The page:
Empty check-out. I'm so, so glad. I can see the exit. Milk on the conveyor, Matthew's hand still in mine. He'll not try to give me he slip again – he knows I'm back on full alert. And, anyway, he is contentedly munching his sweets.

“Are you enjoying them sweets? Not talking son?”

Ignorant. And look at her. A smile would crack her face.

“Enjoy the rest of your day!”

“Thank you. You too.”

Got the milk. Got Matthew by the hand. The doors are getting closer. Fresh air, I can almost smell it. Out in the open. Daylight. I can see the car. Safely inside. Engine on. And breathe!

Until next time.

Debbie & Matthew

Debbie wrote this post for Act Now For Autism, formerly known as ACT NOW (Autism Campaigners Together). Act Now For Autism is a core group of people passionate about the future and well-being of children and adults with an Autistic Spectrum Disorder in the UK. Act Now For Autism are campaigning against aspects of Welfare Reform, specifically face-to-face assessments and the Work Programme. They are ardently campaigning for advocacy to be offered to anyone who has to attend a benefit assessment.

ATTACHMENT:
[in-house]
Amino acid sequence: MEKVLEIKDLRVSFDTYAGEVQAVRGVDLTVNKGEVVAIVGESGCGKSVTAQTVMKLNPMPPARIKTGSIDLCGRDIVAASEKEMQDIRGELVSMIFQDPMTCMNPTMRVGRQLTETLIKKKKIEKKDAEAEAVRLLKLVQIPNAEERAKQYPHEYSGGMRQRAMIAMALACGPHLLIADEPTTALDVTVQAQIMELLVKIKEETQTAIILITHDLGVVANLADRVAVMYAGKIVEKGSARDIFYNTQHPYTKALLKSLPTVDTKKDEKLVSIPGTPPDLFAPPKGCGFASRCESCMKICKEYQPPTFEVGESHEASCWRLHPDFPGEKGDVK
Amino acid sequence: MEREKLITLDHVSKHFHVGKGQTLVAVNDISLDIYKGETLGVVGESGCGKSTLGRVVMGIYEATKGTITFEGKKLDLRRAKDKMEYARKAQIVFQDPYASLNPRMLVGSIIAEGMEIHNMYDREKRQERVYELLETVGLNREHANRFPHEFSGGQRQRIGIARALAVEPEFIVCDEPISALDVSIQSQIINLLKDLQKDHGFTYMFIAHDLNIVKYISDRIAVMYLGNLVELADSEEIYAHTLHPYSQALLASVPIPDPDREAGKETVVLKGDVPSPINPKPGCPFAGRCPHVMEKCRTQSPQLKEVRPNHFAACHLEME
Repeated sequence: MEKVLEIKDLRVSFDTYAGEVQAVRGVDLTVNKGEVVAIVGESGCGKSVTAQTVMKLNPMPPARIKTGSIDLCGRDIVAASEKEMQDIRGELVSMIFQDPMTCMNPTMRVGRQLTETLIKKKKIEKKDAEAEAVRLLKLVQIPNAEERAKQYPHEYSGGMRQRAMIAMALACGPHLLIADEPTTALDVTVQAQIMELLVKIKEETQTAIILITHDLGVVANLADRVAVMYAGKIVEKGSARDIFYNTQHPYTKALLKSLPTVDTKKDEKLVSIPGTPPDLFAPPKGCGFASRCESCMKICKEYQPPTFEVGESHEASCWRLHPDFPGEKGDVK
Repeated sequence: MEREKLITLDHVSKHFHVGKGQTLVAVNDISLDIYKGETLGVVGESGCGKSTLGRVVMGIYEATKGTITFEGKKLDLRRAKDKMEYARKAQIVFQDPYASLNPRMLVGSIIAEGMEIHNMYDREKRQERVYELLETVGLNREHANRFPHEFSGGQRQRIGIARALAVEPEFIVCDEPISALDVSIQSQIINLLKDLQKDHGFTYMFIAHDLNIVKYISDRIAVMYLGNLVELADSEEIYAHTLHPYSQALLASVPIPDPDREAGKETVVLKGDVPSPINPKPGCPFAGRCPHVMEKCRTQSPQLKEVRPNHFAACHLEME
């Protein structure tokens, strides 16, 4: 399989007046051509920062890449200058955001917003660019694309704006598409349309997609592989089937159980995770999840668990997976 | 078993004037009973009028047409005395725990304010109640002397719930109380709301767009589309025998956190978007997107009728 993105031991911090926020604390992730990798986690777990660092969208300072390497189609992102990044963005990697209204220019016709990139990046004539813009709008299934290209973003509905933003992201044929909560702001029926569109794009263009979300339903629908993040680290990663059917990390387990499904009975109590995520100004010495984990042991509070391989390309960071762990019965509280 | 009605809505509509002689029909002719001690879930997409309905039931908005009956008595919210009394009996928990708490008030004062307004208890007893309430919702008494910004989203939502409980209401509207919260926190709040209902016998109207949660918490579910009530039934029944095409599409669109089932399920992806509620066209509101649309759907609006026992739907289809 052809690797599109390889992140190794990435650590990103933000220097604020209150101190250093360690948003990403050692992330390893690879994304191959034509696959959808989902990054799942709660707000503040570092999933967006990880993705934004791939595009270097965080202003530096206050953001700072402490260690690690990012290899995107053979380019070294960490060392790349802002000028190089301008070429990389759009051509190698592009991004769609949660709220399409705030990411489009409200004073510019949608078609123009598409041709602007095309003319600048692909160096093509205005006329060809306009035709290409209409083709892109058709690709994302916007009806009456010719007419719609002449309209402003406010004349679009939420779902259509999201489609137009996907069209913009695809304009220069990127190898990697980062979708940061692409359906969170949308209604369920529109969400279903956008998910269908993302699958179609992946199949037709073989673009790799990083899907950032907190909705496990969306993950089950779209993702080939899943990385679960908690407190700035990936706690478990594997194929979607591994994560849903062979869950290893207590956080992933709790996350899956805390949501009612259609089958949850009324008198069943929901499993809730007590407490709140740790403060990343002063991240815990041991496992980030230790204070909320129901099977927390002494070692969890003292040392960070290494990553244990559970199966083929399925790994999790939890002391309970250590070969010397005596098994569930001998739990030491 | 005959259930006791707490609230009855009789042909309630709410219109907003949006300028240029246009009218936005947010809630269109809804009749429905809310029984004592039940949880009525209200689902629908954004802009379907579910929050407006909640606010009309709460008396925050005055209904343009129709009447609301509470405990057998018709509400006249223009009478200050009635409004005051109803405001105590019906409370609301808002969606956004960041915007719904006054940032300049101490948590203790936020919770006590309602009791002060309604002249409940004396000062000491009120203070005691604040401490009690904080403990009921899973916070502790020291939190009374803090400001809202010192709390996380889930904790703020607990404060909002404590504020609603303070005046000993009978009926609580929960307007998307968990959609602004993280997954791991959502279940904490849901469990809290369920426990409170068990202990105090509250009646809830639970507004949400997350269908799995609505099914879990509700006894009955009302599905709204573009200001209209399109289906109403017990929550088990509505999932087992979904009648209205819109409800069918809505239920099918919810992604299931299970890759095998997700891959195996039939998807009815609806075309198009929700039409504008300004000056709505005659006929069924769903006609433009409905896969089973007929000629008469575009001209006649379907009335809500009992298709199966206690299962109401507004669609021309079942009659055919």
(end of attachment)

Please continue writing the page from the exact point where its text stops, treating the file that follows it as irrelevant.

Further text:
I am a SWAN UK (Syndromes without a Name) blogger

Saturday, 13 October 2012

Living at Home again: An Impossible Dream?

West Meon Church

A magical morning with Chrissy. We walked to the village shop for a newspaper and Maltesers. Chrissy behaved perfectly so we stopped for a photo-call in the churchyard. Later as we looked through the pictures on her laptop, Chrissy's face was wreathed in smiles as I showed her how to move the cursors around. She giggled as she made herself disappear then re-appear on the screen – now you see me, now you don’t!

Having it all - enjoying lunch, Cbeebies and today's photos!

My last post was about taking a stand. I can reveal now that it was over Chrissy's Quetiapine - I was so desperate for her to come off it that I stopped it for three days on holiday. Then I admitted what I'd done to the ATU and begged them not to re-introduce it as we had seen improvements in Chrissy's behaviour and mood. It was a rash decision on my part and I've explained my rationale on here before. I had no concerns about the risks as we had seen similar improvements when the ATU had 'forgotten' to give Chrissy half the prescribed dose for a fortnight. For reasons I completely understand her doctors reinstated the drug but immediately began to 'review it downwards.’ (They need to monitor effects.) Chrissy is now on only 50mg once a day. So far so good, although her ward nurse told me that Chrissy had been slightly more agitated at meal-times lately, bending her fingers back and asking repetitive questions about food. However, her nurses have been able to distract her.

As the weekend's gone on, Chrissy's had her moments but she's been relatively easy to pacify and fully engaged in everything we've been doing. As a general reflection of her improved mood over recent weeks, her hair is growing back and looking more lustrous (she isn't pulling it out), and her body is no longer marked by self-injury.